Mrs Pratt said he told vets he believed the cat had suffered a broken jaw due to him giving her a “back-hander the night before” after she’d defecated on his bed and bit him.
He also told them the open sore on her head was caused by her hitting her head while he washed faeces off her.
Purvis said to vets he “couldn’t cope with such a demanding animal” and that she was the “first and last” pet he would ever own.
Mrs Pratt said the defendant had been unable to sleep the night of the incident and had toyed with the idea of taking her somewhere to “let her go as a stray” but decided to take her to Coldicott clinic instead.
The vets told him Indico needed an X-ray, but he said he didn’t have any money and “did not want the cat” before becoming “verbally aggressive”.
When veterinary staff wouldn’t agree to take the kitten off him, he told them there was “no proof” he owned her anyway.
He added that if he was forced to take her home he would “let her go” and described the vets as “money grabbing” despite them offering to give some treatment for free.
The court heard Purvis then agreed to sign over the cat to the practice and started to fill out a document but then “screwed it up” and exited.
The cat was left at the vets where she was examined, and it was determined she had fractures to the eye and jaw.
The wound to the head appeared to be a burn rather than a graze, as Purvis described it.
Mrs Pratt said vets said there was a “crunching of the bones” on the right-hand jaw bone.
The kitten’s general demeanour was said to be “nervous” in contrast to most young cats who are usually “bold and active” when going to the vets.
An RSPCA inspector went to Purvis’ home later the same day. Purvis agreed to sign over Indico to them and was later interviewed at a local police station.
Mrs Pratt said “there was significant intervention in terms of operations to put right the injuries” which had proved costly to the vets as Purvis hadn’t paid any money.
Defending Purvis Judith Kenney, of Judith Kenney Solicitors in Worcester, said she had seen pictures of the cat while she was living with her client and she was “happy and contented”.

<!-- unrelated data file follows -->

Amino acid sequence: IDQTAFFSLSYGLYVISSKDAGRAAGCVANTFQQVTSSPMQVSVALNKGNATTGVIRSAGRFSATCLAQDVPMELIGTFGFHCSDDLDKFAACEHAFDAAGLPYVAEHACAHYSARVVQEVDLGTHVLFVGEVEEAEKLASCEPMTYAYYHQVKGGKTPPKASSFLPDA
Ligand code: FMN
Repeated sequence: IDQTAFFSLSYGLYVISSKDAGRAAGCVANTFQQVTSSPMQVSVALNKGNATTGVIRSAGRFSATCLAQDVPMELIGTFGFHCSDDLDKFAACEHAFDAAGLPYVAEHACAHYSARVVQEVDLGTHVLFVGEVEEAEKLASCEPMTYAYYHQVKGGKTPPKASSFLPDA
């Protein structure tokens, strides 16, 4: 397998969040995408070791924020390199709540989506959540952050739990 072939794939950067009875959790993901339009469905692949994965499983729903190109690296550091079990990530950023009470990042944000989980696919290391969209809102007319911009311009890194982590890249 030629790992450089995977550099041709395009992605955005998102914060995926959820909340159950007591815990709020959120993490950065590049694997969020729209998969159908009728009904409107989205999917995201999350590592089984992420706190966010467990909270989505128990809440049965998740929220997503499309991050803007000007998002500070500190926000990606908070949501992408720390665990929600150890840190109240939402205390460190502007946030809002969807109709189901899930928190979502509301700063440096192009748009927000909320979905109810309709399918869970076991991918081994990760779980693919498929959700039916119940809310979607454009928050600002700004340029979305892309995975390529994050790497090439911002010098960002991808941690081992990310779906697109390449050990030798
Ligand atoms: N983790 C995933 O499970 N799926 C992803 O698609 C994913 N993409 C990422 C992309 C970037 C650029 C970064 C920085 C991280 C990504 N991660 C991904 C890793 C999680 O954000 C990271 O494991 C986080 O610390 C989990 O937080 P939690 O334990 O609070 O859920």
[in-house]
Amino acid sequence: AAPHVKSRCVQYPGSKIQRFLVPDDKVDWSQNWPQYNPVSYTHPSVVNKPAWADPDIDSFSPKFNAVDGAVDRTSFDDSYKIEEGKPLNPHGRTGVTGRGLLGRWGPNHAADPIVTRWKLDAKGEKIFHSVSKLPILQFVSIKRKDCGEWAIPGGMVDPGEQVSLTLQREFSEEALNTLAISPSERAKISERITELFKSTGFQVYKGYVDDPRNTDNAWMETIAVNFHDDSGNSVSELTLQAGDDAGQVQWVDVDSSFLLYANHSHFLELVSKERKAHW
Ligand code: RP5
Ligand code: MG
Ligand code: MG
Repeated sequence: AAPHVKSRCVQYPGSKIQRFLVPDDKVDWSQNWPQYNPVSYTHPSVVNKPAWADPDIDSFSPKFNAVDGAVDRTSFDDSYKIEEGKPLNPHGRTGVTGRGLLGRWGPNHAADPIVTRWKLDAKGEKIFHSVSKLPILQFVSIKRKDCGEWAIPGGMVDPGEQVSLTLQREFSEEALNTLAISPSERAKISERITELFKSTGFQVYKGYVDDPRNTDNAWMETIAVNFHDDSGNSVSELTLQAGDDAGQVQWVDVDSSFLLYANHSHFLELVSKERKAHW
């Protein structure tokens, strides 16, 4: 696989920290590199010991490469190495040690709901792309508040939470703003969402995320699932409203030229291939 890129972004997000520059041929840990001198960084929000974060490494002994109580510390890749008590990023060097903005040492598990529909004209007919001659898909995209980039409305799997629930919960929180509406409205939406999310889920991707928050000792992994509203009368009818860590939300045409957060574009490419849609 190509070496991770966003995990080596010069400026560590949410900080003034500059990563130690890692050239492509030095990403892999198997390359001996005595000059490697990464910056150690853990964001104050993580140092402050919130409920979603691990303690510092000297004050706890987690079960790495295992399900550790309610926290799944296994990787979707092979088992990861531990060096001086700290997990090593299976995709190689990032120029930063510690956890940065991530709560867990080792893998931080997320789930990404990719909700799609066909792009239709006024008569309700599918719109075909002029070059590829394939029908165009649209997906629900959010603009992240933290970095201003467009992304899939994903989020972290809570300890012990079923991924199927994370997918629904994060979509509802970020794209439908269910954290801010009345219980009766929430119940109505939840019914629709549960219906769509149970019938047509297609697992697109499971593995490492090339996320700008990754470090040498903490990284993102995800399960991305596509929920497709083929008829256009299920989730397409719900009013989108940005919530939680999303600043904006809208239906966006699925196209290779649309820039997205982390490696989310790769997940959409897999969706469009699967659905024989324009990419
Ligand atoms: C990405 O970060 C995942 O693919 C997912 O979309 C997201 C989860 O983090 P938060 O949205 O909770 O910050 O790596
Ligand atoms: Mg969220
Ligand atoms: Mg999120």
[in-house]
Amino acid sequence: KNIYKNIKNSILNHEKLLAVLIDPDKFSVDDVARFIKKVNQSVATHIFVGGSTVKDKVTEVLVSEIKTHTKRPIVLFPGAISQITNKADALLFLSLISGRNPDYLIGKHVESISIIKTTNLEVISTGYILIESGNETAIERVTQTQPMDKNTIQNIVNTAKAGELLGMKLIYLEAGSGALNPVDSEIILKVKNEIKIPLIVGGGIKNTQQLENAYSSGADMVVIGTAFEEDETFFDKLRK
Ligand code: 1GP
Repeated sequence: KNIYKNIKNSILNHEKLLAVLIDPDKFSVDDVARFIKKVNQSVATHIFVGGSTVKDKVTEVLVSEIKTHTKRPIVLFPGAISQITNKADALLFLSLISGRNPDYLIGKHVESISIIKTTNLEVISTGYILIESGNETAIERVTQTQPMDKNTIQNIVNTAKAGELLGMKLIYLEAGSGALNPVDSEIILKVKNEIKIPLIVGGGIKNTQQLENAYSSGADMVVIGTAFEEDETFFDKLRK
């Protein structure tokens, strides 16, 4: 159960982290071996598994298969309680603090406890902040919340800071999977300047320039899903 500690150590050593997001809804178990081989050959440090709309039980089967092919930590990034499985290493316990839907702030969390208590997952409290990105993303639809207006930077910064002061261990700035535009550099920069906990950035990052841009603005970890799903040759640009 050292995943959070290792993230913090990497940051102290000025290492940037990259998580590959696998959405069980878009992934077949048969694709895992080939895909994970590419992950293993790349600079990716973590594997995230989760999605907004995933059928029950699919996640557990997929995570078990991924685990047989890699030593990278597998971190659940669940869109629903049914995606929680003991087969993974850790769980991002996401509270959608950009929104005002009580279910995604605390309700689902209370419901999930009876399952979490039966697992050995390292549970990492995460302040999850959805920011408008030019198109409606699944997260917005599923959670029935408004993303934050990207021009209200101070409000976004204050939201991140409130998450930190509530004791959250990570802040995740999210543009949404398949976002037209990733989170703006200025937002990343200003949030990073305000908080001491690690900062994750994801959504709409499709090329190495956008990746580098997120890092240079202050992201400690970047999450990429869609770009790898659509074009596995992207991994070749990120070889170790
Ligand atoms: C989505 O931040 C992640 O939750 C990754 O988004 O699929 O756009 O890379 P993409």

A cat owner herself, Kenney said it is often the case that once a young cat goes through such trauma as a major operation and re-adjustment to life, they are “never the same”.
“The reality is, then she couldn’t defecate properly in her litter tray anymore,” she explained, and went on to say she believes Purvis was not properly told how to look after her after the amputation and “struggled with her”.
Referring to the day in November in which he struck the cat, Kenney said: “Only he knows the truth of the matter.”
“Why would he take the kitten to the vets and admit what he had done if he didn’t have some compassion towards her?”
She said he became agitated at the vets because he “couldn’t afford to pay anymore” fees and had a hospital appointment later that morning.
She said he is often “impulsive” and “that’s part of his difficulties”.
At the last hearing in February, Kenney had said her client suffers from mental health problems.
Kenney said: “He wants me to ensure that you are aware that he did the right thing. He took the cat to the vets. He didn’t do the right thing in hitting her and breaking her jaw.”
She added: “There has been absolute vilification of him in the press. When I read some of the comments, I just couldn’t believe some individuals can’t see that there’s two sides to a story.”
“He is an animal lover,” she continued. “He accepts what he did on that day was not right and if he could put the clock back, he would.”
The court heard the cat has now been rehomed.
Sentencing: 14 weeks in prison, suspended for 12 months. Costs and charges totalling £515. Banned from owning any animals for 10 years.
#TheList Kyle Evans, born c. 1989, and partner Abigail Hanrahan, born c. 1988, both of Conway Street, Birkenhead CH41 – failed to seek treatment for their kitten’s horrific injuries likely caused by a physical attack
Wirral Magistrates Court heard that eight-month-old Felix was left with his jaw detached from his chin for SIX weeks until a concerned member of the public alerted the RSPCA.
The kitten was blind and unable to walk properly when eventually seen by a vet – and suffered a brain injury which means he now wobbles when he walks.
Owners Kyle Evans and his partner Abigail Hanrahan claimed the injury was caused by the kitten running into a litter tray.
But the court heard from an expert veterinary witness who suggested the injury was more likely due to a physical attack.
The couple pleaded guilty to a charge of causing unnecessary suffering to a cat by failing to provide prompt and appropriate veterinary attention and magistrates banned them from keeping animals for ten years.
RSPCA inspector Anthony Joynes, who investigated the case, said: “He really was in state and obviously the injury to his jaw – which had been left untreated – was causing a lot of suffering.
“The vet also found a swelling to his head which caused blindness but with treatment his sight has been restored.
“It seems he has a brain injury which means he can be wobbly when he walks but he is doing so well considering and is such a lovely cat.
“He was so timid at first but now he has been in the care of the RSPCA he likes nothing more than to be stroked.
“He has come on leaps and bounds.